Since the pandemic began, attempted cyberattacks on state entities have been incessant, but North Dakota hopes to cut down on risk by spreading information about common threats to its entire population.
The North Dakota Information Technology Department (NDIT) has launched "DefeND," a new statewide awareness campaign designed to educate North Dakotans about the dangers that lurk in cyberspace.
The campaign will run on TV and digital channels over the next several months and is designed to alert citizens to common threats and security mistakes, such as phishing, weak passwords, sharing personal information online and other vulnerabilities.
Officials hope the campaign's hashtag — #BeCyberSmart — will have viral appeal for social media users, and that state residents will also visit a recently launched website to learn about basic security facts and tips.
"Make no mistake that cybercrime is not a little thing, and it's not just something that might show up in a movie," said Gov. Doug Burgum during a press conference Thursday. "It is now a multi-billion dollar illicit enterprise. Educating North Dakotans on this growing threat is a priority."
Burgum's administration isn't just trying to spread risk awareness because October is National Cybersecurity Awareness Month. Like a lot of states, North Dakota saw a drastic escalation in hostile activity after the beginning of the COVID-19 crisis.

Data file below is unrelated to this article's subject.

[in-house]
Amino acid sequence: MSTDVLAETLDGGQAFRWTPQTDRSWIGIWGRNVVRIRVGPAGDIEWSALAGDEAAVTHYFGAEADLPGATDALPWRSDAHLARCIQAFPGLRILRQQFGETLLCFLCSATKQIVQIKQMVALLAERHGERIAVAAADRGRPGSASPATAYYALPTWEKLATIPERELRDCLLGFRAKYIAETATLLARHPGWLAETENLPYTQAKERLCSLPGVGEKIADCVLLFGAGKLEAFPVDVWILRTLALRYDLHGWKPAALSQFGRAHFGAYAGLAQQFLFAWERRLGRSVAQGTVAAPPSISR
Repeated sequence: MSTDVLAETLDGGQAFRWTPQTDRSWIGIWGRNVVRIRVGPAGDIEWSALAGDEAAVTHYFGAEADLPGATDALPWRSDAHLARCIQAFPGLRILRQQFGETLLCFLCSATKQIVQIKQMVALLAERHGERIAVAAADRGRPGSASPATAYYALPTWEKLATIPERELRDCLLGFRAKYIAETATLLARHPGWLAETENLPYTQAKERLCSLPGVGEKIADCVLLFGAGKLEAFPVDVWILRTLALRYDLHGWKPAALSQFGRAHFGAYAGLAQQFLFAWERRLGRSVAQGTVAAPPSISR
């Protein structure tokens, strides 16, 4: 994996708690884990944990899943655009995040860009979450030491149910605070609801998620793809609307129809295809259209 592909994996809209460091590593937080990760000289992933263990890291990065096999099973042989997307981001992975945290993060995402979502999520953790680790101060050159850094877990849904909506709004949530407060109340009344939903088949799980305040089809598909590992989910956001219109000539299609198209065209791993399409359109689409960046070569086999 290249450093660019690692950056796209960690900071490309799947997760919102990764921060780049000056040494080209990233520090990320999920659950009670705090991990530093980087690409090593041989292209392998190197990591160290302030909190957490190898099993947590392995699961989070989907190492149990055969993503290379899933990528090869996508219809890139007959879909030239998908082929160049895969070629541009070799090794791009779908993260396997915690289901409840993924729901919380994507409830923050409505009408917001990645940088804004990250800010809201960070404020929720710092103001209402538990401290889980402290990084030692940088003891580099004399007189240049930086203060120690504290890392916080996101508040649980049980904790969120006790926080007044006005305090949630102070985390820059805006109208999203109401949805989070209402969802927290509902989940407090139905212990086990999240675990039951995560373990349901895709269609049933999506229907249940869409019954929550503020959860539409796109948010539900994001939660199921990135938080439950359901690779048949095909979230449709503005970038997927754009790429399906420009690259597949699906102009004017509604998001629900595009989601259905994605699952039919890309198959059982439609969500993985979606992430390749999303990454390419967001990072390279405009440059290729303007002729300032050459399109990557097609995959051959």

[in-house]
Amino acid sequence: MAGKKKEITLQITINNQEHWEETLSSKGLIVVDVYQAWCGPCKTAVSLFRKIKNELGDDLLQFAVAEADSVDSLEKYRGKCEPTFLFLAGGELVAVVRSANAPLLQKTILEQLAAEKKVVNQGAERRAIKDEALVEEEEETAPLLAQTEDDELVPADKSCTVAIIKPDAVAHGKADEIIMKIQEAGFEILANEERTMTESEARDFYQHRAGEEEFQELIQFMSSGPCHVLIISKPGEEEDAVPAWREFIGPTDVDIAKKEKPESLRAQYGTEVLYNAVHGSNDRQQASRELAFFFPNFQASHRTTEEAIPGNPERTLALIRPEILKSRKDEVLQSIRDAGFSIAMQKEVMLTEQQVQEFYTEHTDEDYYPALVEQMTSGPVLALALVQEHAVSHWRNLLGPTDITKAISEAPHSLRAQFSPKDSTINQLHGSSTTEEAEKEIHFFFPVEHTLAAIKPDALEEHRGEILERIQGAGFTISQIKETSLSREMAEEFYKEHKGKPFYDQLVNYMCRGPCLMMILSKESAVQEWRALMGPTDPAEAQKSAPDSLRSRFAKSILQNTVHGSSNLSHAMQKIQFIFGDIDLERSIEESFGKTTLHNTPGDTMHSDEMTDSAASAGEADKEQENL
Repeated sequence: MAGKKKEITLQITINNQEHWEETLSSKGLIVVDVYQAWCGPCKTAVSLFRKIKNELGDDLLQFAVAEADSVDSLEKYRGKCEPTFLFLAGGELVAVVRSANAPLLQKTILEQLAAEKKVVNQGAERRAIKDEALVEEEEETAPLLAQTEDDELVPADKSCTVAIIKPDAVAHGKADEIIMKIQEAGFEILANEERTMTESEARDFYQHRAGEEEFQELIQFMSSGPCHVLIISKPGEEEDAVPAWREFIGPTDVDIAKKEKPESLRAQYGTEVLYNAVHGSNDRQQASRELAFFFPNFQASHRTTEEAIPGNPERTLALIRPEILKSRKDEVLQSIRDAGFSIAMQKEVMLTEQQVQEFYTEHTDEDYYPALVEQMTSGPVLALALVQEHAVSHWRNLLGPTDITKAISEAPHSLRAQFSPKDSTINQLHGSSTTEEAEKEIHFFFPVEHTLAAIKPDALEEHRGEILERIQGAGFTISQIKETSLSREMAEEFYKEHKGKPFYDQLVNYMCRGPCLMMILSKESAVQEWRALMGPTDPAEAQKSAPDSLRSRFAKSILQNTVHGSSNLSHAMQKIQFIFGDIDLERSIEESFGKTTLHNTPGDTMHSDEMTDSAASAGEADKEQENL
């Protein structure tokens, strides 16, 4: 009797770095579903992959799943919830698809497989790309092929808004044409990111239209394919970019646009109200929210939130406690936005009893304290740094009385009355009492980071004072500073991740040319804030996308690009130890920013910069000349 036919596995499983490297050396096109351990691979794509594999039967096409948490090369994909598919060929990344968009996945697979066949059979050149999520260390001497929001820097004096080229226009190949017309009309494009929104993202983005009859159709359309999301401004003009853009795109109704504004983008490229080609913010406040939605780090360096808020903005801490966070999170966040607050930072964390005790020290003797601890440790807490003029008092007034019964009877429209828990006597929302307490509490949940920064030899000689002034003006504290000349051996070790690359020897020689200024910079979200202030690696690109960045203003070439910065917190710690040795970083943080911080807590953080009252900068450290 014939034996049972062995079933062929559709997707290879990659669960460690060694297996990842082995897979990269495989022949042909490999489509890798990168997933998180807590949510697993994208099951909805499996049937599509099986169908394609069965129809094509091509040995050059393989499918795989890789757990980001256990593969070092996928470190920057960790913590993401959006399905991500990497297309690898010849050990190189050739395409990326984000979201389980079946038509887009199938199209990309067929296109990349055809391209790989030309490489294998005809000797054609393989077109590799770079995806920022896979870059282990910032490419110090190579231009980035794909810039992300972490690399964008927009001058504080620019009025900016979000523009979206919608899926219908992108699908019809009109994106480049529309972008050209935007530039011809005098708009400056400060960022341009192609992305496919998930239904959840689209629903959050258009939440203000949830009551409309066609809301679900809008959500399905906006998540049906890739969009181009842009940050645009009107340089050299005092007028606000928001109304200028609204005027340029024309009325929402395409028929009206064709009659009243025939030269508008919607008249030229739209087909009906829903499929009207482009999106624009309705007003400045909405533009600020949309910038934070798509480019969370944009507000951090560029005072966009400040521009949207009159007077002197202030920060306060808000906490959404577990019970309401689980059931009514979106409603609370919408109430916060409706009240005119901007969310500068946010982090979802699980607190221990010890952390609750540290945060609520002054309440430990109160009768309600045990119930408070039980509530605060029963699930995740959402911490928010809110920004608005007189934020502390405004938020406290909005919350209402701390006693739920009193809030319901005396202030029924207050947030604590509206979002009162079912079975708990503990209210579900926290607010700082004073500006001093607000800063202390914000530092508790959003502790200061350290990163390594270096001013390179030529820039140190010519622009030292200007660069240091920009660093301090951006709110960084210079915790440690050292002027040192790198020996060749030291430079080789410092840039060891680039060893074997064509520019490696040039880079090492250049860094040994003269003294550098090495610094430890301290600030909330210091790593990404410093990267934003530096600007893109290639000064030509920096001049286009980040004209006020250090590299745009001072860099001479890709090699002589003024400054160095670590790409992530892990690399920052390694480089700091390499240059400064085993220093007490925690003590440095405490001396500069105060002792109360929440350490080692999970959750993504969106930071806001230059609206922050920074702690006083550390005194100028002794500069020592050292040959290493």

"We had over a five-fold increase in attacks [since the start of the pandemic]," said the governor Thursday, adding that the rush to statewide telework made agencies bigger targets than ever. "We've got the surface area of a Fortune 50 company. We would be a really valuable target for a foreign country to come after."
North Dakota has deployed a number of different strategies this year in an effort to secure its public sector amidst the turbulence of the pandemic. Risk awareness is clearly a key piece of any security strategy, however, a fact that NDIT Chief Information Security Officer Kevin Ford says should be internalized by everyone.
“In an increasingly connected world, it is important that we empower individuals and organizations to better protect their part of cyberspace at home, work or school, any time on any device,” said Ford, in a statement. "If everyone does their part, our interconnected world will be safer and more resilient for everyone.”
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